“When we arrived at the empty village, it turned out that already some while ago it had transformed itself into a gated community of the one-dimensional type. There were no rabid dogs, but it was impossible to get in without breaking something. Actually the border the place had developed to its environment was of several layers, a distance strip inside the high and tight fence, and a garbage belt running outside of it. There was no doorkeeper or notification system, but a waiting lounge. Although the latter is an exaggeration, there was kind of a makeshift construct whose strongest function consisted of remotely remembering of what it ought to be.”

“So we waited, and after a while one of the foreigners took us in. But they were reluctant to talk what had happened and said most of the inhabitants had simply not come back after they left. We were allowed to look around and there were spaces people had elaborately prepared for themselves, which had been used by other people, and made available to guests. But then something beyond description appeared to have happened and people left everything behind. All we could learn from the foreigners there was that they were reluctant to offer explanations. We found no signs of contamination or dead bodies. Nothing like this.”

“But with the border fence having been put up, as a security measure to protect themselves against hostilities from the environment, the population drain and its leftovers quickly came to dominate the entire structure. Apparently the fence had been erected as an unsuitable means against an unacceptable problem, and contributed so much to worsening it that memory of the causal origin was lost in social interaction or lack thereof. It still dominated the place, although for the danger which had apparently killed its inhabitants the fence seemed not to have been an obstacle to the decimation of the population.”

“All the foreigners were able to do is give us an explanation why we found no immediate trace of disease in this community. And that was because it is located in the middle of a vast tropical rainforest plateau, which only recently had been swarmed by corporate speculation and industrial exploitation. It seemed a bit as if time had come to a standstill. When inhabitants were longing for healing, they were going out to natural spaces, and when they were longing for community, they were returning to their social living place. When modern civilisation came in, they chose to become a gated settlement.”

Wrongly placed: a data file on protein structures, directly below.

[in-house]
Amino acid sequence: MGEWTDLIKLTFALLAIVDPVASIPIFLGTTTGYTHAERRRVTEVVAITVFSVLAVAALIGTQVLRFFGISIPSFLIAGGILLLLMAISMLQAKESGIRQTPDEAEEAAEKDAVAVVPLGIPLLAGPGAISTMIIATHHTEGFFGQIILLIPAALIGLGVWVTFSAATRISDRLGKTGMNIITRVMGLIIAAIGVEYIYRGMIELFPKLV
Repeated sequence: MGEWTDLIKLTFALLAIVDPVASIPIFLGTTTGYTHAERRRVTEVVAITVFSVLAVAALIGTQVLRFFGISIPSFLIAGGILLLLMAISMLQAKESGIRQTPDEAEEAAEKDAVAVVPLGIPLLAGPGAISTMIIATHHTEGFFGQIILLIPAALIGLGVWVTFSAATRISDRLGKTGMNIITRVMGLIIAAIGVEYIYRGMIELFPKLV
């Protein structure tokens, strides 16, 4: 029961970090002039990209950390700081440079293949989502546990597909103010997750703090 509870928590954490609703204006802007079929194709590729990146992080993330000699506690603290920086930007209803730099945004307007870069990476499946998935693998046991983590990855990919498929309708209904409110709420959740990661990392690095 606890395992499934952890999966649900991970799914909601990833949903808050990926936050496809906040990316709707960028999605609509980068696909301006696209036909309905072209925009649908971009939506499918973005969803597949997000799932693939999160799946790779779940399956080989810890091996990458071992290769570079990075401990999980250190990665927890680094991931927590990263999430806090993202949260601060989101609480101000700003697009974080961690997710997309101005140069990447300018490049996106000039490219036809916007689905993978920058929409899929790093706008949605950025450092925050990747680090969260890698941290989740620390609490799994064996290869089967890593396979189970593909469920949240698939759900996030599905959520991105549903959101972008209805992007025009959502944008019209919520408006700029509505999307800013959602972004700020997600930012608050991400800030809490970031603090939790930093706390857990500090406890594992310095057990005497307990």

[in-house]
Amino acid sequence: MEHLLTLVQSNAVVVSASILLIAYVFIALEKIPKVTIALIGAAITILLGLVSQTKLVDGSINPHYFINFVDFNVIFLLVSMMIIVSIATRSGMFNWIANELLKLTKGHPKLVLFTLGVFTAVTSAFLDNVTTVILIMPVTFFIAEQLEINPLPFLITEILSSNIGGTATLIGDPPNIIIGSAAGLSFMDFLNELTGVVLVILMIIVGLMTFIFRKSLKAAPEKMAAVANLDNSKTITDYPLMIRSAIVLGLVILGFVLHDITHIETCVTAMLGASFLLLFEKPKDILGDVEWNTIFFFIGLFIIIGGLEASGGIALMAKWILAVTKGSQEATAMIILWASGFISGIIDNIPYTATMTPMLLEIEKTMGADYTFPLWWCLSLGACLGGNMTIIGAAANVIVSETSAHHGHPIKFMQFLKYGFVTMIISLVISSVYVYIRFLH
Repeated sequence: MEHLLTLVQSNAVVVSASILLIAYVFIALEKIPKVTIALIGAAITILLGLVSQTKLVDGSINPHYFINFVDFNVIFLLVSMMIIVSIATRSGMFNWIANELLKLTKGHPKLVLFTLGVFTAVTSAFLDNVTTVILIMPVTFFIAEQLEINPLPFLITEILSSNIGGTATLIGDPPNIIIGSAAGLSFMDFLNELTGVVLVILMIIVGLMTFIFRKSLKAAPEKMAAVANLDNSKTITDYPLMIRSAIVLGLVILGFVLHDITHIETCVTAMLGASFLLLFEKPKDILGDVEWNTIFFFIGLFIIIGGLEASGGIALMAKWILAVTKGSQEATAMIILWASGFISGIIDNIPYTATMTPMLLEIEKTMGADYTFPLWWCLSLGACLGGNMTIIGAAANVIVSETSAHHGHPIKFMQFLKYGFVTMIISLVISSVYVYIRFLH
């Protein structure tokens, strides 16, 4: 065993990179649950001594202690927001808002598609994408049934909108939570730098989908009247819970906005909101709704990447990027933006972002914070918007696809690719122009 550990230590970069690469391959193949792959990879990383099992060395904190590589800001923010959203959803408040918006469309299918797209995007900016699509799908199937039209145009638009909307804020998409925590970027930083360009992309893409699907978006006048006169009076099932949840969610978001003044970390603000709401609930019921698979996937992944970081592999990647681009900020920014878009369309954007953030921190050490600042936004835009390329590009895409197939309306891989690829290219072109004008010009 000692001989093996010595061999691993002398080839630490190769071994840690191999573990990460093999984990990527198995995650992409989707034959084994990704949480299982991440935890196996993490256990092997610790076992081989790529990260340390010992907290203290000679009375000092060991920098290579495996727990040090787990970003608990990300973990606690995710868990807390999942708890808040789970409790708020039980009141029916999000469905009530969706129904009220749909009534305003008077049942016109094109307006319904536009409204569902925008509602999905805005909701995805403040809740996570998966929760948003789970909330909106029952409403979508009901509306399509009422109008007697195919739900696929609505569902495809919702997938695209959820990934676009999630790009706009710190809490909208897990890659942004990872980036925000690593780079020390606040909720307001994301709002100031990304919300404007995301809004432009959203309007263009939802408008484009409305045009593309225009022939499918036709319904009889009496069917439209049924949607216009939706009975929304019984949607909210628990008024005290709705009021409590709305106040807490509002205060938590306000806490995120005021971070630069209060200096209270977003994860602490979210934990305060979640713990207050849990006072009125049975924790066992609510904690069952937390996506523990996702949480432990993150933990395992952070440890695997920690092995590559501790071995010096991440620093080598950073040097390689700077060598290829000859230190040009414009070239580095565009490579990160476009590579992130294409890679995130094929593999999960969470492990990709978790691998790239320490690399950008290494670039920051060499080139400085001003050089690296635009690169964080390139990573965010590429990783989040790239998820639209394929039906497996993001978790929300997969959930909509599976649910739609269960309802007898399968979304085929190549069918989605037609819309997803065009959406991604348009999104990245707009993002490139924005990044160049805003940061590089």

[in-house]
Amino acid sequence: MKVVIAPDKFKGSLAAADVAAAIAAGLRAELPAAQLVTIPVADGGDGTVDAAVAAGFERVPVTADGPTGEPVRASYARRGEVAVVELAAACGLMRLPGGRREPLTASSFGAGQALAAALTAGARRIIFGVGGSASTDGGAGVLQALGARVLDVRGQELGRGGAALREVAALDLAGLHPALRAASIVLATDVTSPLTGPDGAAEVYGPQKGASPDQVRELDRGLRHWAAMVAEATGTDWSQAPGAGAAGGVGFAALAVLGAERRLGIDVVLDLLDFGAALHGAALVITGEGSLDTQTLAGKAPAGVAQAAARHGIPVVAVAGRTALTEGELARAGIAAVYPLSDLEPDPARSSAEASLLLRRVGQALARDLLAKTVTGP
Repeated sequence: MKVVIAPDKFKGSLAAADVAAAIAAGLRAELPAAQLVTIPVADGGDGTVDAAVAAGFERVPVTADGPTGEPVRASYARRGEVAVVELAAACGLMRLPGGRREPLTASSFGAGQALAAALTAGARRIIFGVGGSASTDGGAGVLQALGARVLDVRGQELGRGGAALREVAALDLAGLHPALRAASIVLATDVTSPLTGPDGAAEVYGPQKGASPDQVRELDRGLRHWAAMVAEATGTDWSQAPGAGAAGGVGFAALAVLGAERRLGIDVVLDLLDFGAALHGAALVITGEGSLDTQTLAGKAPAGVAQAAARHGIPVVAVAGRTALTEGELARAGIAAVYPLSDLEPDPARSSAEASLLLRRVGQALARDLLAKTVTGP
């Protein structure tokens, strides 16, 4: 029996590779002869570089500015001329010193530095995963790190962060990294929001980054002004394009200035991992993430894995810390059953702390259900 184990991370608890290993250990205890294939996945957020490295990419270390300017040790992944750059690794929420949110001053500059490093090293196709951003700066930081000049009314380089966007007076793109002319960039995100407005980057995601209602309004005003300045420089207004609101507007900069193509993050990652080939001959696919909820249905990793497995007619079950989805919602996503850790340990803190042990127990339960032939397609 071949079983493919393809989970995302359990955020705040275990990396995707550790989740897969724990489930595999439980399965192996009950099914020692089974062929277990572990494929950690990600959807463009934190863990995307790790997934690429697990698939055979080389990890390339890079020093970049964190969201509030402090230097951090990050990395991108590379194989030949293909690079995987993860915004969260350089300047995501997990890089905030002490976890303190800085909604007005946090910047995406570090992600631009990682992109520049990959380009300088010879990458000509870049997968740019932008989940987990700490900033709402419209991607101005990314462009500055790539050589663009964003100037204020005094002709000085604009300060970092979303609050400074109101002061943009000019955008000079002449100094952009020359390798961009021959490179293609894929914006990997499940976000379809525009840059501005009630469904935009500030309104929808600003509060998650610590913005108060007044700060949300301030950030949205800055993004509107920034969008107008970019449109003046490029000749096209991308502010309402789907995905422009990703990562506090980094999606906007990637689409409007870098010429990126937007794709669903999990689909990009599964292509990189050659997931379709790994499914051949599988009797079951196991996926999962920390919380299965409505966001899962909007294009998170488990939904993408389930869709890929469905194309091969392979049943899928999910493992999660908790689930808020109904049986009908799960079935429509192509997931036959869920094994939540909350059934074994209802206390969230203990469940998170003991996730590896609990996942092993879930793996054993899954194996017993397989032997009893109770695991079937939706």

“Then there came this threat they were not prepared for. Community members had made it a matter of proving their mutual trust in each other to put down their various individual defences for one collective defence in order to achieve a more empathic and relaxed life. But it also turned out to be a more reluctant and scared community once the much-praised collective defence became ineffective. And the usual recommendations against Zika were useless as well where open water reservoirs are indispensible. Everyone could see that urban chemical applications would achieve the same effect as rural metallurgical applications already had or worse.”

“Zika slipped in everywhere, and since it was a gated community there was no free immunity. The affected left in order to spare everyone else what had affected them and never came back. Within less than two years since the first larger occurrence of problematic pregnancies the entire village had literally emptied, because people left with or without packing up their belongings and with or without already being affected by the Zika infection. The inhabitants had only prepared against corporate thugs and measles. Given the damage profile, it appeared that Zika might have been deployed to deliberately put the community at a bad-or-worse choice.”